Photo Courtesy of DEA
A microscopic amount of fentanyl can be lethal.
By Forum Staff
Senate Minority Leader Charles Schumer on Sunday unveiled a first-ever fentanyl sanctions bill to, as New York’s senior senator put it, hold the Chinese government accountable for “frustrating inaction” on the trafficking of the illicit synthetic opioid pain reliever to the United States.
According to Schumer, the Fentanyl Sanctions Act would give law enforcement and the intelligence community more tools to combat the opioid epidemic, empower the President to call-out foreign traffickers and use economic sanctions, similar to the kinds used to respond to Vladimir Putin and Russian oligarchs, to cripple foreign labs and apply economic pressure to countries turning a blind eye to fentanyl drug production and trafficking.
The measure would direct the President to publically identify foreign traffickers of opioids on a semiannual basis and use a number of economic policy tools to debilitate their operations, including denying access to U.S. markets, blocking transactions with U.S. financial institutions and denying visas. The legislation broadly defines “traffickers of opioids” to hold accountable manufacturers in China and other countries who make fentanyl analogues and ship them illicitly to the U.S.; transnational criminal organizations like those in Mexico, who mix fentanyl with other drugs and smuggle them into the U.S.; and financial institutions that aide these entities, Schumer said.
While the sanctions are mandatory, the legislation would only allow the President to waive certain sanctions on state-owned enterprises if a country, like China, scheduled the entire category of fentanyl-type substances as controlled substances and initiated substantial regulatory reforms or substantially increased the number of prosecutions of opioid traffickers, Schumer noted. Additionally, the legislation establishes a Commission on Synthetic Opioid Trafficking to monitor U.S. efforts and report on how to combat the flow of synthetic opioids from China and Mexico. The legislation would also direct the President to commence diplomatic efforts to establish an international opioid control regime and provide new funding to law enforcement agencies to combat the trafficking of synthetic opioids. The legislation would authorize additional funding to departments and agencies to ensure robust collection of intelligence and enforcement of these new sanctions.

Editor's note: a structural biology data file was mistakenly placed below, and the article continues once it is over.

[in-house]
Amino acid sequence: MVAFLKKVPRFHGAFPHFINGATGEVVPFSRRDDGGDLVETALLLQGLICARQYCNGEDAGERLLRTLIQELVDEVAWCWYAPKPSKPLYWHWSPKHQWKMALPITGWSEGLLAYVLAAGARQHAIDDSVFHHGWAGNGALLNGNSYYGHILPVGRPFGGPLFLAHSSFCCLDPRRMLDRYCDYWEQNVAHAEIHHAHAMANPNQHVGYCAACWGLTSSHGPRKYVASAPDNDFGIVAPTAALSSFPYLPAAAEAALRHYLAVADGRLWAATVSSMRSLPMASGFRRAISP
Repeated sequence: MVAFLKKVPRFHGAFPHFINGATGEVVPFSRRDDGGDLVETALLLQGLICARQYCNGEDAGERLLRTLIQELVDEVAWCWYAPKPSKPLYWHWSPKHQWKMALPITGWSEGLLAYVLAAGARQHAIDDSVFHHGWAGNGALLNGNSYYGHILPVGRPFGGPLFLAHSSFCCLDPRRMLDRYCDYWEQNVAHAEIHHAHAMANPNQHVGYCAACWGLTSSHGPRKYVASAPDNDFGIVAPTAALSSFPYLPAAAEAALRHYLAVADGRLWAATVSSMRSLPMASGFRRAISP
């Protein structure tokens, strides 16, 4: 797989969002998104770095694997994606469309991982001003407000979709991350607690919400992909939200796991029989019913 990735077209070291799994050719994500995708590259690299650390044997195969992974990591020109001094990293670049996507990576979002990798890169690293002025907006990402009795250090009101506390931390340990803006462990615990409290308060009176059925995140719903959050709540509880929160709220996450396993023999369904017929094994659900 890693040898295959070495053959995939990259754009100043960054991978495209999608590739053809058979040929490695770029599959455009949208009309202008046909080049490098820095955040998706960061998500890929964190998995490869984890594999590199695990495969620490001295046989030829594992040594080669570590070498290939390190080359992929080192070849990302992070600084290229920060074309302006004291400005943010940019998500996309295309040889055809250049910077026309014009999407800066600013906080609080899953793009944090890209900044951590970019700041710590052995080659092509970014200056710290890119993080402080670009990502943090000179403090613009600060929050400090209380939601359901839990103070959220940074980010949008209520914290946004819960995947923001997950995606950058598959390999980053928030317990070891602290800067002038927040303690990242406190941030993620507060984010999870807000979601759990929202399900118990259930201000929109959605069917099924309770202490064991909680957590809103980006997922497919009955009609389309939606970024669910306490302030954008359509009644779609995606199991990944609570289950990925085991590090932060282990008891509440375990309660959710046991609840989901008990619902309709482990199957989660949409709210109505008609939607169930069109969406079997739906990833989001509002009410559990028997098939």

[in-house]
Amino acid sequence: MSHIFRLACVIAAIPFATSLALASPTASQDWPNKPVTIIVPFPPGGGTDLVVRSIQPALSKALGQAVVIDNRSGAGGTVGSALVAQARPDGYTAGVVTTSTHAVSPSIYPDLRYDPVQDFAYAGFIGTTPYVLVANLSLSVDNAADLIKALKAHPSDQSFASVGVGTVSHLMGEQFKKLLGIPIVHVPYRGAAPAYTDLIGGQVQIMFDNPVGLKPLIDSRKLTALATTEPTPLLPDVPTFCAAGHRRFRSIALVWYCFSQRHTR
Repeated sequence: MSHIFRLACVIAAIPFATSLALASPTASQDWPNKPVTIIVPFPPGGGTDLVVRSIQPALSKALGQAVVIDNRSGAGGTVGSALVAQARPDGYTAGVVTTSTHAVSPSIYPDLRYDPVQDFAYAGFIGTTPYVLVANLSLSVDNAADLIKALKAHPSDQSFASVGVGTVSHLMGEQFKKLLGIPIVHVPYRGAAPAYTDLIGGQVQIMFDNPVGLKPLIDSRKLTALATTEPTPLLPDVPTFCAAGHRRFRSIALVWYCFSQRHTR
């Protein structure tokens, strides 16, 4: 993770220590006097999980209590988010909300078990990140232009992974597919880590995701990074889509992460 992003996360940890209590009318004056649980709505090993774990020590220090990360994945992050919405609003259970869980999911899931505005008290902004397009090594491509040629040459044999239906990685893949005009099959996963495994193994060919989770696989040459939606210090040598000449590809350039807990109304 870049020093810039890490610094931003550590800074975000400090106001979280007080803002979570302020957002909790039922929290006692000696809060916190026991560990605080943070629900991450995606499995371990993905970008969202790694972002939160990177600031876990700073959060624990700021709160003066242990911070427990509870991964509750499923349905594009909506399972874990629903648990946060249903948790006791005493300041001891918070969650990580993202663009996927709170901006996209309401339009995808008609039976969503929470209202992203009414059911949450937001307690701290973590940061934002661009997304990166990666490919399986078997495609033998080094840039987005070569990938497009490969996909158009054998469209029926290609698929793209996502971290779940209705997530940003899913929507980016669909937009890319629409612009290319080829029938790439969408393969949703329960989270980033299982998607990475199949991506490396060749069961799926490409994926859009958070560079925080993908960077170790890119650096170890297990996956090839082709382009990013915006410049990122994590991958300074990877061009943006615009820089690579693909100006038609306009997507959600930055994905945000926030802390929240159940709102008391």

“For years, Chinese laboratories have been cooking-up formulas of death and freely trafficking lethal fentanyl across New York, and to many other places across America, where it is killing tens-of-thousands of people—and it has to stop,” the senator added. “When it comes to taking genuine action to address this crisis, China continues to kick the can down the road while American lives are kicked to the curb, enveloped by addiction or cut all too short by tragedy.”
According to the U.S.-China Economic and Security Review Commission, insufficient regulation of synthetic opioid production in China continues to contribute to a flood of opioids into the United States. The U.S. Centers for Disease Control and Prevention estimates that from June 2017 through June 2018 more than 48,000 people in the United States died from an opioid overdose, with synthetic opioids, excluding methadone, contributing to a record 31,500 overdose deaths. While drug overdose deaths from methadone, semi-synthetic opioids and heroin have decreased in recent months, overdose deaths synthetic opioids, especially fentanyl and its derivatives, have continued to increase, Schumer said.